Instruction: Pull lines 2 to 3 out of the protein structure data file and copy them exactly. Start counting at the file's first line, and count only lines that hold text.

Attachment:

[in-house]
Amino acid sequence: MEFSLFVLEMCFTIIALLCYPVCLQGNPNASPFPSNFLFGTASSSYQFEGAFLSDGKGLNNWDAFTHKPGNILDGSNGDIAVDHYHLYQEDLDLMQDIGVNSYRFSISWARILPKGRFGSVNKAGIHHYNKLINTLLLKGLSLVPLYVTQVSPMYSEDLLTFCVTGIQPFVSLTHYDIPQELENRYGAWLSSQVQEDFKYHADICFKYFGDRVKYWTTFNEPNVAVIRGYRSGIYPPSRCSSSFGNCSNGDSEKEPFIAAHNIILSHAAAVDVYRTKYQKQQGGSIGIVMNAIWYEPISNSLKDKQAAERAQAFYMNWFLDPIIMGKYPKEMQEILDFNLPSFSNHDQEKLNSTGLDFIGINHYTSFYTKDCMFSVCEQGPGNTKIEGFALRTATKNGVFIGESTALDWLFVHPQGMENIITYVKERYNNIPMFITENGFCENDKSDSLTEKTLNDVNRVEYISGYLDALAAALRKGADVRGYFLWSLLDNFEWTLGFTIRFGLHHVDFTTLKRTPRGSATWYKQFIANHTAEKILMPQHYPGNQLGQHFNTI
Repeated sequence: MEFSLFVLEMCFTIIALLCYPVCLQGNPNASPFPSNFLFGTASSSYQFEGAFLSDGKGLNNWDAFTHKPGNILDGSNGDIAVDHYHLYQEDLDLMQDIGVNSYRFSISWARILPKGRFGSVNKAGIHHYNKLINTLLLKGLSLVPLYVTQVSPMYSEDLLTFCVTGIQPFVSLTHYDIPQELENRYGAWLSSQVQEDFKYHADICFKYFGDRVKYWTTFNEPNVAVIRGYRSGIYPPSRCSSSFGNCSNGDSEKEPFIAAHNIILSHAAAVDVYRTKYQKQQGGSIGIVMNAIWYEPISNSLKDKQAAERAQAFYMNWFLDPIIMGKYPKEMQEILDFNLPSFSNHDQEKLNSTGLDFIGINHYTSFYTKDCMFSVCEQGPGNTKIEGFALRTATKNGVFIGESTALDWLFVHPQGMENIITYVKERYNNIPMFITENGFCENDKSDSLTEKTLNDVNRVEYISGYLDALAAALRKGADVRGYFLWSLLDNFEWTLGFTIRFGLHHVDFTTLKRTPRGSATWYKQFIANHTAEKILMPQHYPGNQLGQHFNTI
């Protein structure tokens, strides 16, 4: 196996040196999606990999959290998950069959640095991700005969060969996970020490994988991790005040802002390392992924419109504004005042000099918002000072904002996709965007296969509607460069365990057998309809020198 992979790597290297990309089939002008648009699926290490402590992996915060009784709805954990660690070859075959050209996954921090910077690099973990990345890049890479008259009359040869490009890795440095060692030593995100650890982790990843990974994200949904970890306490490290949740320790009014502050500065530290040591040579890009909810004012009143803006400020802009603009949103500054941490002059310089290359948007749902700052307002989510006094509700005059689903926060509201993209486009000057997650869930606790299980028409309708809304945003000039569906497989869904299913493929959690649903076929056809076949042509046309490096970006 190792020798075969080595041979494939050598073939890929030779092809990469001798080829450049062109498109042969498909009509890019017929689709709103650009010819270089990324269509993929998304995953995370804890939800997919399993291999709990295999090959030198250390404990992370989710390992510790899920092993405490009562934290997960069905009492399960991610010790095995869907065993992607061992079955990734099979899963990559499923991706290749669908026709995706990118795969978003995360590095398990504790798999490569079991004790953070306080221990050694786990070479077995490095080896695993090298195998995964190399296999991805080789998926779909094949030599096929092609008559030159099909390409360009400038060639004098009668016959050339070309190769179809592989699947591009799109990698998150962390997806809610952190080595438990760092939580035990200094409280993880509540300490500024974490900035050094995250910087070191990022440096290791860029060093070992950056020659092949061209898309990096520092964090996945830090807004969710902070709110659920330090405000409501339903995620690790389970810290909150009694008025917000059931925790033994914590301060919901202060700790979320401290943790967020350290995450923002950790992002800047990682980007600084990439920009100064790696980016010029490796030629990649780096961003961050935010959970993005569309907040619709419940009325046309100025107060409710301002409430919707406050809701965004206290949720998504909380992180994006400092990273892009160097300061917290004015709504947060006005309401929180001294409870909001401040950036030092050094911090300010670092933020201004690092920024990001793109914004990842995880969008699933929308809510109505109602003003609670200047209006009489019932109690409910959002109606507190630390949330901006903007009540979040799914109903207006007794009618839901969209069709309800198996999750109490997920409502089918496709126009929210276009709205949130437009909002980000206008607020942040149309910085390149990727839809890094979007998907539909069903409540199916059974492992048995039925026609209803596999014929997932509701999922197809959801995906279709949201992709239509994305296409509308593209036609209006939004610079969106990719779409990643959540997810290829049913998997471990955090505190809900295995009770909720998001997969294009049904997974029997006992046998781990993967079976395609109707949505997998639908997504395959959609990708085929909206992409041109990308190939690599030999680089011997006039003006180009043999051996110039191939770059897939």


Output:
Amino acid sequence: MEFSLFVLEMCFTIIALLCYPVCLQGNPNASPFPSNFLFGTASSSYQFEGAFLSDGKGLNNWDAFTHKPGNILDGSNGDIAVDHYHLYQEDLDLMQDIGVNSYRFSISWARILPKGRFGSVNKAGIHHYNKLINTLLLKGLSLVPLYVTQVSPMYSEDLLTFCVTGIQPFVSLTHYDIPQELENRYGAWLSSQVQEDFKYHADICFKYFGDRVKYWTTFNEPNVAVIRGYRSGIYPPSRCSSSFGNCSNGDSEKEPFIAAHNIILSHAAAVDVYRTKYQKQQGGSIGIVMNAIWYEPISNSLKDKQAAERAQAFYMNWFLDPIIMGKYPKEMQEILDFNLPSFSNHDQEKLNSTGLDFIGINHYTSFYTKDCMFSVCEQGPGNTKIEGFALRTATKNGVFIGESTALDWLFVHPQGMENIITYVKERYNNIPMFITENGFCENDKSDSLTEKTLNDVNRVEYISGYLDALAAALRKGADVRGYFLWSLLDNFEWTLGFTIRFGLHHVDFTTLKRTPRGSATWYKQFIANHTAEKILMPQHYPGNQLGQHFNTI
Repeated sequence: MEFSLFVLEMCFTIIALLCYPVCLQGNPNASPFPSNFLFGTASSSYQFEGAFLSDGKGLNNWDAFTHKPGNILDGSNGDIAVDHYHLYQEDLDLMQDIGVNSYRFSISWARILPKGRFGSVNKAGIHHYNKLINTLLLKGLSLVPLYVTQVSPMYSEDLLTFCVTGIQPFVSLTHYDIPQELENRYGAWLSSQVQEDFKYHADICFKYFGDRVKYWTTFNEPNVAVIRGYRSGIYPPSRCSSSFGNCSNGDSEKEPFIAAHNIILSHAAAVDVYRTKYQKQQGGSIGIVMNAIWYEPISNSLKDKQAAERAQAFYMNWFLDPIIMGKYPKEMQEILDFNLPSFSNHDQEKLNSTGLDFIGINHYTSFYTKDCMFSVCEQGPGNTKIEGFALRTATKNGVFIGESTALDWLFVHPQGMENIITYVKERYNNIPMFITENGFCENDKSDSLTEKTLNDVNRVEYISGYLDALAAALRKGADVRGYFLWSLLDNFEWTLGFTIRFGLHHVDFTTLKRTPRGSATWYKQFIANHTAEKILMPQHYPGNQLGQHFNTI